This is February Hall. On the left there is a roofed stone staircase
 leads to February Hall with a balcony. 

the stone staircase viewed from the balcony

People are waiting for the start of the ceremony under the balcony.

 Every evening, ten of  the eleven priests climb up the stone steps to February Hall
 one by one,  each of them guided by an attendant. 
Each attendant carries a huge flaming torch made of a big  bamboo
 with cedar branches attached at its top. The biggest torch is 8 meters in length
 and 70 kilograms in weight.

 From the balcony of the hall, each attendant  swings and spins the flaming torch. 

Then  he runs across the balcony.

The torch is huge!

At the other corner of the balcony, he swings and spins the torch again.

              The breathtaking shower of flying sparkles from the torch
 fall down on people like a cascade!

 How exciting they are - the smell of scorched cedar leaves, the sound of sparkling wood and flowing down  sparks over people!  Now they are involved in  a huge ripple of excitement.  According to one theory, this ceremony was influenced by Zoroastrianism which was introduced to Japan along Silk Road.

If they get sparkles or embers, they are promised to be healthy throughout the year. 
They bring the embers or cinders home so that their prayers and wishes will be answered.

Torch Ceremony" is so famous that people are apt to think it is "Second Month Ceremony". But
 " Second Month Ceremony"  consists  of many  rituals  precisely scheduled.  "Torch Ceremony" is one of them.  The ceremony is  also known as  "Water Drawing Ceremony" based on the  mysterious legends.  However, the true essence of " Second Month Ceremony" is repentance.  Six times a day, the eleven priests perform repentance rite in front of the eleven- faced Kannon Bodhisattva. They pray to the Kannon for happiness, peace, good weather and abundant harvest on behalf of people all over the world. These pious prayers  reflect the current affairs.  On Great Hanshin earthquake in 1995 or 9/11 in 2001,  eleven priests prayed for the souls of the dead and for that it would never happen again. Behind the white curtain, eleven priests are holding the rituals in front of eleven-faced Kannon.

Even though Todai-ji Temple is a Buddhist temple, this ceremony is said to be the assimilation of Buddhism and Shinto- indigenous religion of Japan. Every night, the priests call a numerous number of Shinto deities' names and  invite  them to guard the ceremony. Shinto deities come to gather around  February Hall from all directions. Now this place becomes the most sacred place in Japan.

 February Hall is protected by boundaries too. The boundaries are stretched
 here and  there to drive away evil and protect  the hall.
White paper is for Shinto and green  leaves are for Buddhism.

At the entrance of the stone staircase, the torches are placed on the walls.
Before Torch Ceremony on Marchy 2nd .

AfterTorch Ceremony on March 2nd .

An elderly man standing next to me said ," This ceremony is so addictive that it makes me feel like coming here everyday!" I felt deeply that the fusion of Buddhism and Shinto can not express the nature of this ceremony well. It transcends Buddhism or Shinto, and it  is something  like the hometown of people's heart.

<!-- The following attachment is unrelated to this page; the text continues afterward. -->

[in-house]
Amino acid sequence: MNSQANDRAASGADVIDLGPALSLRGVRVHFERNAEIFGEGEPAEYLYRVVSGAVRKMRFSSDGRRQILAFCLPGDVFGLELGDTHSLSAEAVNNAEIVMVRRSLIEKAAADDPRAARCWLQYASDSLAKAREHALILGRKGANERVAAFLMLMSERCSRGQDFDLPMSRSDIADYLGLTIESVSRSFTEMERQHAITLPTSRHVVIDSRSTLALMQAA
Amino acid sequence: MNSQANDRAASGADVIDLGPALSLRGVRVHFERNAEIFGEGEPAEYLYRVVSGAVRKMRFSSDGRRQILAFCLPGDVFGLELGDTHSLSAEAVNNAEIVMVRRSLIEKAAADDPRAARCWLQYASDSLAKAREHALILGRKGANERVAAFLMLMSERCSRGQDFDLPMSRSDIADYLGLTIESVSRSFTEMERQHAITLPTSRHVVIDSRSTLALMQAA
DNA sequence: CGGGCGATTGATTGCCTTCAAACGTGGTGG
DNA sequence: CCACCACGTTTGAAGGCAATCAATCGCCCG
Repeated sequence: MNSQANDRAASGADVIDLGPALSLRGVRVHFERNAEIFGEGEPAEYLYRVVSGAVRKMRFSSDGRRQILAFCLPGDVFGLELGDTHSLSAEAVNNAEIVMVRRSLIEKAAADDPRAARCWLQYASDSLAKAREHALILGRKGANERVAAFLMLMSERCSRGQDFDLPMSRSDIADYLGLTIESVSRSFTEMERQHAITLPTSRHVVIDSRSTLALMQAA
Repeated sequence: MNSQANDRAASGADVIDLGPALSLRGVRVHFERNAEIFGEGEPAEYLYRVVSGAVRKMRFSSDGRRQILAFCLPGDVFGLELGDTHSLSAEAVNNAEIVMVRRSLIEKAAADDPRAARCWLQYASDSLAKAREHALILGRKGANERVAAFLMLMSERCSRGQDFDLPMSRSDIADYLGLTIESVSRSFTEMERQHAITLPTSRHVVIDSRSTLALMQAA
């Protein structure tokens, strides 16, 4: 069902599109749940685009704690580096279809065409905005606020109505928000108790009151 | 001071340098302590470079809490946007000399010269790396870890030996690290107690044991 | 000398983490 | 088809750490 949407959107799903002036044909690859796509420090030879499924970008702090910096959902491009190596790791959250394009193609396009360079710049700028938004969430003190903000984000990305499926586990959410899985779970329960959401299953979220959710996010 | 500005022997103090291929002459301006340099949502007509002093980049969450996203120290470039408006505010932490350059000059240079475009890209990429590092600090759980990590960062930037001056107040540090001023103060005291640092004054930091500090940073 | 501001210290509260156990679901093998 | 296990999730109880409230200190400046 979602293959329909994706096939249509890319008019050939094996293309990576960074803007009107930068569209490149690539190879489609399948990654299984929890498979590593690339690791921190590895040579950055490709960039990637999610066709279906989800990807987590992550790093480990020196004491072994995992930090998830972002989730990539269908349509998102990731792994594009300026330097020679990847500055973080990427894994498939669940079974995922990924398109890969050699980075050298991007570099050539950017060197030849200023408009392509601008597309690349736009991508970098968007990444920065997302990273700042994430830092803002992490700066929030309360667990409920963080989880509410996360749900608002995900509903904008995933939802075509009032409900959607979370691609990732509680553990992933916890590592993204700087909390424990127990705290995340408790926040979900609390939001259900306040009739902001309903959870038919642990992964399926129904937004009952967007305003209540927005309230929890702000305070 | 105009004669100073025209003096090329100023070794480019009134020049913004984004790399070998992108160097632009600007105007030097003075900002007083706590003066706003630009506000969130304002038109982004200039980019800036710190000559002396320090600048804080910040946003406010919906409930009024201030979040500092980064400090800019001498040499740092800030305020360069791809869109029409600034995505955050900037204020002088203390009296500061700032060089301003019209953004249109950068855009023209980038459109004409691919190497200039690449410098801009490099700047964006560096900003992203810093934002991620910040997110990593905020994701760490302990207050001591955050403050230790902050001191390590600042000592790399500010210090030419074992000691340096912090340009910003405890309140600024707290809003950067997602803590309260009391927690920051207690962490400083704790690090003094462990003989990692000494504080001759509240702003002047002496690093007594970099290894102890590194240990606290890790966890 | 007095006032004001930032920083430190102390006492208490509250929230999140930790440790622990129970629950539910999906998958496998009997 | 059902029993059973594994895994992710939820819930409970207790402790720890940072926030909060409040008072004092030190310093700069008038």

On the way to February Hall, I saw a stall vending baked sweet potatoes. 
It is difficult to resist the tempting smell.
                                                         In front of Great South Gate, Main Gate to Todai-ji Temple

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March 04, 2011

Reflections・・・Quiet Prayers

This is a candle holder at  a temple. The candles are offerings from people.
In the dark the glasses reflect the soft candlelight - quiet prayers of the worshipers.

There are three offerings given to Buddha everyday.
To light a candle
To burn incense
To ring a bell or a gong 

 I felt as if I'd heard the sincere whispers of the worshipers
while looking at the flickering flame of the candles.

Click to see the rules and to take a badge for yourself.

March 01, 2011

Joy of Spring

This  may be the first rite of the year to pray for good harvest of rice, called  "Rice Plating Ritual". 
It' s the rite of Shinto which is indigenous religion based on nature worship.

This rite  is held all over Japan. Some are rustic and others are refined.  Here the rite I saw is the one
which evokes a sense of nostalgia. It was held on February 25th
 in Sugawara Tenmangu Shrine in Nara.
There are many stone bulls. They are the messengers of the deity.

There are many stages in rice cultivation. In olden days,  farmers performed religious rites almost in each stage.  Nowadays the  number of the rites has decreased  and human labour has been rapidly replaced with machines. But  the farmers' prayers for a bountiful rice harvest  never change. 

These are offerings to the deity.

This is one of four boundaries which are made of twisted rice straw ropes with white zigzag paper.
They are stretched from corner to corner to enclose the square area where the rite is held.
They drive away evil and  protect the sacred area  .
An elderly farmer prays to the deity for the good harvest and plants bundles of pine leaves
which represent rice seedlings.

Then many stages of rice cultivation are shown comically.
He is cultivating  soil with his cattle pulling ploughs. He trys to tame the cattle,
 but it becomes out of control many times. People laugh and enjoy it.

He is working the field.

                                                  He is fertilizing the field with  human waste.

 He uses even the last drop of organic fertilizer, never wastes anything.

He is seeding.

He is pulling weeds.

Bundles of pine leaves, representing seedlings,  are being  thrown to people.

The rite is over.  This is the moment of sincere prayer as well as joy of spring.

This shrine is dedicated to Michizane Sugawara, the deity of wisdom. 
As he loved Ume, Japanese apricot very much, beautifully blooming Ume are here and there.

Outside of the shrine, there is a stand selling Japanese sweets for the visitors.